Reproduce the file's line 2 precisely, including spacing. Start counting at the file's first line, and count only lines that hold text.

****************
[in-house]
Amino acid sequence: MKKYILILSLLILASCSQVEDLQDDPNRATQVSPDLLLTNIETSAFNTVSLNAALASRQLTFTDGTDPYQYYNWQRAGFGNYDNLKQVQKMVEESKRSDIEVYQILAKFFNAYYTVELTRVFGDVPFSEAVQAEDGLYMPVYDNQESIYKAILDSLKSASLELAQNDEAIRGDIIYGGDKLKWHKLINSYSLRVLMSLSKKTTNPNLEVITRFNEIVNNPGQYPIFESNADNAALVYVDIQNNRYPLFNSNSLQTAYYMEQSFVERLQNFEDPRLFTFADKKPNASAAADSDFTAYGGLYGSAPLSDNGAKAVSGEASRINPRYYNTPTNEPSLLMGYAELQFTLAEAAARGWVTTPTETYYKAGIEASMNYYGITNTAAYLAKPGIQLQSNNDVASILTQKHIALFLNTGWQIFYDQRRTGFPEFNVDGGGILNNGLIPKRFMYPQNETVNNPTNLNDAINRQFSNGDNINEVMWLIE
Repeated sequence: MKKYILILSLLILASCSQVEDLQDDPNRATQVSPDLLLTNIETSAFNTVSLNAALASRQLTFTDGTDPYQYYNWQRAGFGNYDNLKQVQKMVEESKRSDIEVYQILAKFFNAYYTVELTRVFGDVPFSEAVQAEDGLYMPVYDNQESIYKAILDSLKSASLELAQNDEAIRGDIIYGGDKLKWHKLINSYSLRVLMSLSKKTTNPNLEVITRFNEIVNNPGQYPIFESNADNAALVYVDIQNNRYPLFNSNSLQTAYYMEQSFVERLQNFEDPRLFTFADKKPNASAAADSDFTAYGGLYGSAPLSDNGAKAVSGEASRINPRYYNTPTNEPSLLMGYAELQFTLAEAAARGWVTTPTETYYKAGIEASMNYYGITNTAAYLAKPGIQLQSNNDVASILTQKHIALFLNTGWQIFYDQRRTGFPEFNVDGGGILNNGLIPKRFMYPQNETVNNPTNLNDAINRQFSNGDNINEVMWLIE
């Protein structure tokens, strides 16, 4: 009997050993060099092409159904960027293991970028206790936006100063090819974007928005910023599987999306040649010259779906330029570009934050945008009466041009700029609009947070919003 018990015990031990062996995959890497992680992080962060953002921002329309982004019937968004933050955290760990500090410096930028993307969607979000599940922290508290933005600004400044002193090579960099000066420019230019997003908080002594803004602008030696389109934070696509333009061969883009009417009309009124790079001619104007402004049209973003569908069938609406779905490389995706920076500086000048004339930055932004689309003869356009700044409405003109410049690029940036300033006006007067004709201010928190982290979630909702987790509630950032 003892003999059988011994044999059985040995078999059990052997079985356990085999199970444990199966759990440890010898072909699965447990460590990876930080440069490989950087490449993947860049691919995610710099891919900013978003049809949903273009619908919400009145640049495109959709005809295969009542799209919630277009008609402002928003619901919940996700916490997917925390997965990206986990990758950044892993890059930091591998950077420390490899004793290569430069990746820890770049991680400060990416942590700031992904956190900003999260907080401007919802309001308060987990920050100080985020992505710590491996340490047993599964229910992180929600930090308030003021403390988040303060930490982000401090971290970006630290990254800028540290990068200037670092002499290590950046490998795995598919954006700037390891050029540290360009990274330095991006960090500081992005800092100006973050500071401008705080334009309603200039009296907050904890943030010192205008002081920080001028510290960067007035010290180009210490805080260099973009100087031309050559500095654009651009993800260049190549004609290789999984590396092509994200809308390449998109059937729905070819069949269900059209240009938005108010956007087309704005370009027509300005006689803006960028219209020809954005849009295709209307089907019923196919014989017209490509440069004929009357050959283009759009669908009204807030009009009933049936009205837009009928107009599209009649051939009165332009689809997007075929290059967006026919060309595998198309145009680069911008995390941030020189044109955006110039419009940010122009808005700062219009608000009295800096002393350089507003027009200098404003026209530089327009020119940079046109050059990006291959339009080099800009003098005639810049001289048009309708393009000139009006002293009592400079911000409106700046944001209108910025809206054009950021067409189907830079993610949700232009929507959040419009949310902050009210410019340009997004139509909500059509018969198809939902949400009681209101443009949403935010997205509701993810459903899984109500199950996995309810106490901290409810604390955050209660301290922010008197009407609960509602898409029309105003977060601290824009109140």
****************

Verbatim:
Amino acid sequence: MKKYILILSLLILASCSQVEDLQDDPNRATQVSPDLLLTNIETSAFNTVSLNAALASRQLTFTDGTDPYQYYNWQRAGFGNYDNLKQVQKMVEESKRSDIEVYQILAKFFNAYYTVELTRVFGDVPFSEAVQAEDGLYMPVYDNQESIYKAILDSLKSASLELAQNDEAIRGDIIYGGDKLKWHKLINSYSLRVLMSLSKKTTNPNLEVITRFNEIVNNPGQYPIFESNADNAALVYVDIQNNRYPLFNSNSLQTAYYMEQSFVERLQNFEDPRLFTFADKKPNASAAADSDFTAYGGLYGSAPLSDNGAKAVSGEASRINPRYYNTPTNEPSLLMGYAELQFTLAEAAARGWVTTPTETYYKAGIEASMNYYGITNTAAYLAKPGIQLQSNNDVASILTQKHIALFLNTGWQIFYDQRRTGFPEFNVDGGGILNNGLIPKRFMYPQNETVNNPTNLNDAINRQFSNGDNINEVMWLIE